How Congress reached this point

Updated
 
How Congress reached this point
How Congress reached this point
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Sen. Rand Paul (R-Ky.) appeared on “Face the Nation” yesterday and made clear that he’s confused about the federal budget process. Noting that the House and Senate have passed competing spending measures intended to keep the government’s lights on, the Republican senator asked, “Why don’t we have a conference committee on this?”

It fell to Senate Majority Whip Dick Durbin (D-Ill.) to patiently try to explain the details Rand Paul must have missed: “We’ve been trying for more than six months to get Republicans to approve a conference committee on the budget.”

I mention this exchange because I imagine there are quite a few Americans wondering how in the world we ended up, once again, with the prospect of an imminent government shutdown. It’s worth taking a moment to remember that this crisis isn’t an accident – congressional Republicans created it on purpose several months ago.

In the early spring, both the House and Senate approved competing budget resolutions, and under the American system of government, both sides were supposed to go to a conference committee to hash out the differences. This year, Republicans refused. Consider this Washington Post piece from early May, which is all the more amazing nearly five months later.

[The shrinking deficit] might seem like good news, but it is unraveling Republican plans to force a budget deal before Congress takes its August break. Instead, the fiscal fight appears certain to bleed into the fall, when policymakers will face another multi-pronged crisis that pairs the need for a higher debt limit and the fresh risk of default with the threat of a full-scale government shutdown, which is also looming Oct. 1.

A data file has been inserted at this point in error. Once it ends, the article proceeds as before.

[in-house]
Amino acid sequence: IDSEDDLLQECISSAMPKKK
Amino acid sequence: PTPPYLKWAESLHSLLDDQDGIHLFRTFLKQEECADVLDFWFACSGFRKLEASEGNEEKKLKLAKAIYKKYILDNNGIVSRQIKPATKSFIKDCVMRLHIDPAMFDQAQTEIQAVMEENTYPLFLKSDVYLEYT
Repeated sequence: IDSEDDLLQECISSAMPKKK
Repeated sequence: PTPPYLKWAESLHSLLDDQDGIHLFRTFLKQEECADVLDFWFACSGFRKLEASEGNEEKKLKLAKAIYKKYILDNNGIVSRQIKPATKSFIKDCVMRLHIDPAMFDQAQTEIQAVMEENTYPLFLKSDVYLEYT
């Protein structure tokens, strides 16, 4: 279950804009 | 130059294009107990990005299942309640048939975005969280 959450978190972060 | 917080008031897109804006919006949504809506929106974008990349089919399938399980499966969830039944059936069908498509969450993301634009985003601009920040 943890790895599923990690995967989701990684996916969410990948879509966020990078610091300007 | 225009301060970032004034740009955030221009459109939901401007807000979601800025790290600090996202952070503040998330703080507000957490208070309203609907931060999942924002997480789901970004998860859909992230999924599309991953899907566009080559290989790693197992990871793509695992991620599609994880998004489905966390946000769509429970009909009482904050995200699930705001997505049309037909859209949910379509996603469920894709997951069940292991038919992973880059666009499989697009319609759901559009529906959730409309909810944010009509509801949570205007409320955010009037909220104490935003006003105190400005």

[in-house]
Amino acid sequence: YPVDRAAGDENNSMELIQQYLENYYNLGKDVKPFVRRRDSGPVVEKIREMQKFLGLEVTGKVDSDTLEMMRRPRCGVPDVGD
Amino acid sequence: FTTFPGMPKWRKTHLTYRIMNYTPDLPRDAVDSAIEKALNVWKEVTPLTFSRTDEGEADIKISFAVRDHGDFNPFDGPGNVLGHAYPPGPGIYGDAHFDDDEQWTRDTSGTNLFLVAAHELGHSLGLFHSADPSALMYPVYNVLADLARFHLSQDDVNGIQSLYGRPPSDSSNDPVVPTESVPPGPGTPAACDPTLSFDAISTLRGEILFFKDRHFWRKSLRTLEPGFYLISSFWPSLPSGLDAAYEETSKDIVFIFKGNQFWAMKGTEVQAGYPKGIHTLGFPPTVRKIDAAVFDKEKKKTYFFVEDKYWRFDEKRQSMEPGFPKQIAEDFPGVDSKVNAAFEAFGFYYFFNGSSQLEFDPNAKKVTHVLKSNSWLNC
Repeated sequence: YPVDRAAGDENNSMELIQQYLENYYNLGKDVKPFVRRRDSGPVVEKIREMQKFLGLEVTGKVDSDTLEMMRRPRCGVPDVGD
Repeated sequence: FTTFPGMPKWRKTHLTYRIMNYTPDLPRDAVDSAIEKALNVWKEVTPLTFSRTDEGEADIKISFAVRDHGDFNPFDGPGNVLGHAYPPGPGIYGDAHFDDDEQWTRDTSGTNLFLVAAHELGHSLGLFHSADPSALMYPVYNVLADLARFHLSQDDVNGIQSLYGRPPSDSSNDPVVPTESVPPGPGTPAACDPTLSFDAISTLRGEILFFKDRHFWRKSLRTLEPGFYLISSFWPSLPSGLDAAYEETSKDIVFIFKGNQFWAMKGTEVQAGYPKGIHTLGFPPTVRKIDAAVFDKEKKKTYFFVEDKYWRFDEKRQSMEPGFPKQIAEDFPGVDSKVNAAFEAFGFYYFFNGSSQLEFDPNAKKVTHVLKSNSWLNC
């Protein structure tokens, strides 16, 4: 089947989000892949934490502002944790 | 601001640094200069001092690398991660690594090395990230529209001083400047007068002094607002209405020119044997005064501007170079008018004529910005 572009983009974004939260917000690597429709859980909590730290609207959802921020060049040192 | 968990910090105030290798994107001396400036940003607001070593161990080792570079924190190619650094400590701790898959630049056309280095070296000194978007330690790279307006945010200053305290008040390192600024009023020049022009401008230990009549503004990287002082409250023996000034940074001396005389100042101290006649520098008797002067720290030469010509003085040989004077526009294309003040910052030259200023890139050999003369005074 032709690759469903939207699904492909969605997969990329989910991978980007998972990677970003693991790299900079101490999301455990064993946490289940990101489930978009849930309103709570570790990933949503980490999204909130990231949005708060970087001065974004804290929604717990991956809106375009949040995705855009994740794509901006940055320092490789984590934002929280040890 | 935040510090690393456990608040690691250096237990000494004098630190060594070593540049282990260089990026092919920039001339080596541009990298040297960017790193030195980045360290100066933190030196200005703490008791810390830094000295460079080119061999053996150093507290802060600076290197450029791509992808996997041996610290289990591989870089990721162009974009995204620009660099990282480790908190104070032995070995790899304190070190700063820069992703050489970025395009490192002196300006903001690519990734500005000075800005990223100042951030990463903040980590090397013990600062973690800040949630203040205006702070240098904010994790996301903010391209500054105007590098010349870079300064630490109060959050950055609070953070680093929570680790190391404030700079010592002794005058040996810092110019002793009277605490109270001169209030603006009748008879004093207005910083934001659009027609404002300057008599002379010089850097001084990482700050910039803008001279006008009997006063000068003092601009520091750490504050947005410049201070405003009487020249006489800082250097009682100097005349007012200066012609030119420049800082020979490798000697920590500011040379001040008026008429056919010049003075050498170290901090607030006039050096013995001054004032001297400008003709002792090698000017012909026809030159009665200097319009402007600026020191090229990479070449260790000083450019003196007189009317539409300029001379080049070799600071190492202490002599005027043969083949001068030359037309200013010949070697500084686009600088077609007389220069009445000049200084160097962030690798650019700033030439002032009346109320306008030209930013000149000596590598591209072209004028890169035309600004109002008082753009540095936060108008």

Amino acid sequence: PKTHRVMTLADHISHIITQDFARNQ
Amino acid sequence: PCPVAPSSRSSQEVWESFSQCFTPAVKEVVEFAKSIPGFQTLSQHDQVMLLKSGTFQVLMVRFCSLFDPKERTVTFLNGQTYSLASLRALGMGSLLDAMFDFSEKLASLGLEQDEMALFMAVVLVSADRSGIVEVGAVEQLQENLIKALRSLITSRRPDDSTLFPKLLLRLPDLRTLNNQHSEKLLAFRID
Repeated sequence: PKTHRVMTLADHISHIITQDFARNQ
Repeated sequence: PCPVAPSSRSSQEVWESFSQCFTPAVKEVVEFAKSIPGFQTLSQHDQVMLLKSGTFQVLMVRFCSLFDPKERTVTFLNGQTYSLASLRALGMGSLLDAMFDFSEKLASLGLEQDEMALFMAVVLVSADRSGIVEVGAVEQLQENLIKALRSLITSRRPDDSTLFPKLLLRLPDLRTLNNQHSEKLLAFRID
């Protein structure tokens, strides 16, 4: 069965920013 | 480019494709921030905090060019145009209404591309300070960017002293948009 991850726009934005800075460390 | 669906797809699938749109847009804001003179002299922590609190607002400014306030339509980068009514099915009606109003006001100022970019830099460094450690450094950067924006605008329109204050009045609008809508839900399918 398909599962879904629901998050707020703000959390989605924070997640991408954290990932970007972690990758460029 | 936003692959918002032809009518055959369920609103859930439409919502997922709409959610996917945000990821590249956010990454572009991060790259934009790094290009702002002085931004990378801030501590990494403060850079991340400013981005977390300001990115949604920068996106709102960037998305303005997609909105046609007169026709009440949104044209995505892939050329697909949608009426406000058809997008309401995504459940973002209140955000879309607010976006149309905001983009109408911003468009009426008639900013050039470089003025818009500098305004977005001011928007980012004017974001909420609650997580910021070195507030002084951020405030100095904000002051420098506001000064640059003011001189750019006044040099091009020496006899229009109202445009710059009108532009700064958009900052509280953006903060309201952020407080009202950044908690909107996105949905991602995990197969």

In the meantime, Republicans face a listless summer, with little appetite for compromise but no leverage to shape an agreement. Without that leverage, House Budget Committee Chairman Paul Ryan (R-Wis.) said Tuesday, there is no point in opening formal budget negotiations between the House and the Senate, because Democrats have no reason to consider the kind of far-reaching changes to Medicare and the U.S. tax code that Republicans see as fundamental building blocks of a deal.

This is critically important to understanding what’s happening on Capitol Hill right now. If the House and Senate had gone to a conference committee back in the spring to work out their budget differences, Republicans would have been expected to compromise to reach a broader agreement – but Republicans don’t want to compromise.

So they decided to abandon the budget process they themselves had asked for so they could do precisely what they’re doing now – use extortion instead of compromise to try to get what they want.

The government may shut down in 15 hours, but it’s not an accident. Indeed, it could have been easily avoided if Congress had just done what Congresses are supposed to do when the House and Senate disagree on the budget. But Republicans insisted on this confrontation, hoping that if they just threatened enough harm, maybe Democrats would put aside the election results and meet some or all of the GOP’s demands.

There is a process already in place that’s intended to prevent disasters like these. House Republicans deliberately rejected it because they wanted a crisis, assuming it would give them “leverage” so they wouldn’t have to compromise at all.

I imagine there are quite a few Americans waking up this morning thinking, “Wait, the government is about to shut down?” What they don’t appreciate is the fact that GOP lawmakers always intended for this to happen, and set this plan in motion months ago.

Government Shutdowns, Budget and House Republicans

How Congress reached this point

Updated